Jury hears final arguments in writer's claims against Trump
NEW YORK (AP) — Donald Trump should be held accountable for sexually attacking an advice columnist in 1996 because even a former president is not above the law, a lawyer for the columnist told a jury Monday in closing arguments in the lawsuit that accuses Trump of rape.
A lawyer for Trump responded by calling the accuser's account “unbelievable” and "outrageous."
Once the final arguments were complete, the judge sent the jury home with instructions to return Tuesday to hear about an hour of instructions before beginning deliberations. Jurors will be asked to decide whether Trump committed battery and defamed writer E. Jean Carroll and whether damages should be awarded.
In recapping Carroll's case, attorney Roberta Kaplan showed jurors video clips of Trump from his October deposition and replayed the “Access Hollywood” video from 2005 in which Trump said into a hot mic that celebrities can grab women's genitals without asking.
Kaplan recalled Trump's comment that “stars like him can get away with sexually assaulting women.”
“That’s who Donald Trump is. That is how he thinks. And that’s what he does,” Kaplan said. “He thinks he can get away with it here.”
Kaplan used Trump's words to support Carroll's claims that Trump raped her in early spring 1996 in the dressing room of Bergdorf Goodman, a luxury department store in Manhattan across the street from Trump Tower.
Trump's attorney, Joe Tacopina, attacked the allegations as absurd, saying they were an “affront to justice” and minimized “real rape victims.”
He agreed with Kaplan that no one is above the law, but he warned that “no one's below it” either.
Tacopina told jurors they won't have to “let her profit to the tune of millions of dollars” because they will see that it is impossible to believe the "unbelievable."
“This is an absolutely outrageous case,” he said, arguing that Carroll sued to raise her status and for political reasons.
He said even Carroll had testified that it was an “astonishing coincidence” that a “Law and Order” offshoot aired an episode in 2012 in which a woman is raped in the dressing room of a Bergdorf Goodman.
“What is the likelihood of that?” Tacopina asked. “One in 20 billion? One in 10 billion?”
Tacopina said the claims were too absurd to call his client as a witness, noting that Carroll expected jurors to believe Trump would risk everything to attack a woman in a busy department store even though she couldn't remember exactly when the assault happened.
“What could I have asked Donald Trump? Where were you on some unknown date, 27 or 28 years ago?” he said.
In a rebuttal argument, Carroll attorney Mike Ferrara mocked Trump's decision to skip the trial, saying jurors could use his absence to conclude that Trump committed the attack because Trump “never looked you in the eye and denied it.”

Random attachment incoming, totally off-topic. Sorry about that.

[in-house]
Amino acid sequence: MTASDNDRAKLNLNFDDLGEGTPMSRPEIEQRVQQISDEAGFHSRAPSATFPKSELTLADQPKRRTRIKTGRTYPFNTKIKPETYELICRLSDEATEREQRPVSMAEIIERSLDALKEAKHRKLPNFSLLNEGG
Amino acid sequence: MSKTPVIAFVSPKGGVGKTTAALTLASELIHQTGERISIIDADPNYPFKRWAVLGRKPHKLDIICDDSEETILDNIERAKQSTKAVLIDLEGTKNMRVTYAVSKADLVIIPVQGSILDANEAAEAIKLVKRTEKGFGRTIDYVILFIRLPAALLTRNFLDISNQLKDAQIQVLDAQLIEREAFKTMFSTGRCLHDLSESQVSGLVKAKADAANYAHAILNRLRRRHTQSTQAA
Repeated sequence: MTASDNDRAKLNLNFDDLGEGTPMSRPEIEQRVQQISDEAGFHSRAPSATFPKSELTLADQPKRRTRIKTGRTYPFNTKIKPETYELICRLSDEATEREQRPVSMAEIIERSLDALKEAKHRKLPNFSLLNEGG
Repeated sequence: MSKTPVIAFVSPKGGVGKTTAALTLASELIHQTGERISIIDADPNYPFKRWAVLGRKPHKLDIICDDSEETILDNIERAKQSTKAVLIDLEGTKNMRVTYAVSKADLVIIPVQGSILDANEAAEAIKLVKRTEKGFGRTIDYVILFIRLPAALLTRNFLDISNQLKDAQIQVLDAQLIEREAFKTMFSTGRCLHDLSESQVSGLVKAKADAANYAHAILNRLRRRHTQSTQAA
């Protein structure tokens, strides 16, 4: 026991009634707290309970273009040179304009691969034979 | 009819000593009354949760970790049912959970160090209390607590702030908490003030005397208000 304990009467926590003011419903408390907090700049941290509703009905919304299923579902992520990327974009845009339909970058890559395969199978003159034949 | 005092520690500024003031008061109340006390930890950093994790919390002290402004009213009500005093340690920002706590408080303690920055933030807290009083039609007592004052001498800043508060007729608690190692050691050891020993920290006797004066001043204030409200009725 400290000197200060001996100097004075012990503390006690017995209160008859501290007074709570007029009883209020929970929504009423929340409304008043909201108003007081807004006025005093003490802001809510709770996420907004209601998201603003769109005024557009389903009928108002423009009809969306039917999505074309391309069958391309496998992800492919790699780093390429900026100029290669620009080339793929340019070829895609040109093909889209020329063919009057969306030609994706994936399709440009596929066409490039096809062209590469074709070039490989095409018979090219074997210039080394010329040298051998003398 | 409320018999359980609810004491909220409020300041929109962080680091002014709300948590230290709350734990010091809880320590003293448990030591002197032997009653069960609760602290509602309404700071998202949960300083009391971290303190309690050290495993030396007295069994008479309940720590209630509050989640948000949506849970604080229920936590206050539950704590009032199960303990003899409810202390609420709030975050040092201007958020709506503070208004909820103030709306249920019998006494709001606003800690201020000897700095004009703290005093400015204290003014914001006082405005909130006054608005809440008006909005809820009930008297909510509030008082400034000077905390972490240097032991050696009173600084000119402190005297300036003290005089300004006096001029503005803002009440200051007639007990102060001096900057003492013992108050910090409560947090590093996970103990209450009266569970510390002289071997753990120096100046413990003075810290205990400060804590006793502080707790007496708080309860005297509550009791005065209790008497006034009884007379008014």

Kaplan told jurors that it wasn't a “he said, she said” case but rather one in which jurors should weigh what 11 witnesses, including Carroll, said versus what they heard from Trump in his video deposition.
“He didn't even bother to show up here in person,” Kaplan said, referring to Trump's absence from the proceedings in federal court. She told jurors that much of what he said in his deposition and in public statements “actually supports our side of the case.”
“In a very real sense, Donald Trump is a witness against himself,” she said. “He knows what he did. He knows that he sexually assaulted E. Jean Carroll.”
Kaplan recounted the testimony of two women who say they too were attacked sexually by Trump.
Jessica Leeds, 81, said he grabbed her chest and ran his hand up her skirt on a 1979 airline flight. Natasha Stoynoff said he forcibly kissed her at his Florida mansion in 2005 as she worked on a story about his marriage for People magazine.
Trump has insisted in public statements and in the deposition that Carroll made up the claims to boost sales of a 2019 memoir. He has called Carroll “mentally sick" and a “disgrace.”
Carroll, 79, who is seeking unspecified compensatory and punitive damages, testified for more than two days. Kaplan praised her testimony as “credible.”
“It was consistent, and it was powerful,” the lawyer said.
She contrasted that testimony with Trump's deposition, noting that a man who had derided Carroll as not his “type” was shown a photograph of Carroll from over three decades ago and twice misidentified her as his second wife, Marla Maples.
“Carroll, a former cheerleader and Miss Indiana, was exactly Mr. Trump’s type,” Kaplan said. “She is smart. She is funny. She is beautiful. And, most of all, she is courageous.”
Carroll said she was leaving the Bergdorf Goodman store through a revolving door in spring 1996 when Trump was entering the store and stopped her to help him shop for a gift for a woman.
Carroll, a former “Saturday Night Live” writer, said they took escalators to the store's desolate sixth floor, where they teased each other about trying on a piece of see-through lingerie.
She said she entered a dressing room with Trump before the flirting turned violent, with Trump slamming her against a wall, pulling down her tights and raping her. She said she kneed him after an encounter that lasted several minutes and fled the store.
Carroll blames the encounter in part for never having another intimate relationship in her life.
Trump's public comments are the basis of Carroll’s defamation claim. Kaplan labeled the comments as lies and said they ruined her client's reputation and forced an end to her 27-year employment as an Elle magazine advance columnist.
Kaplan urged jurors to find in favor of “my brave client, E. Jean Carroll,” but she put no number on the damages being sought.
“Consider the evidence and pick a number you think is right,” she said. “This lawsuit is not about the money. This lawsuit is about getting her name back.”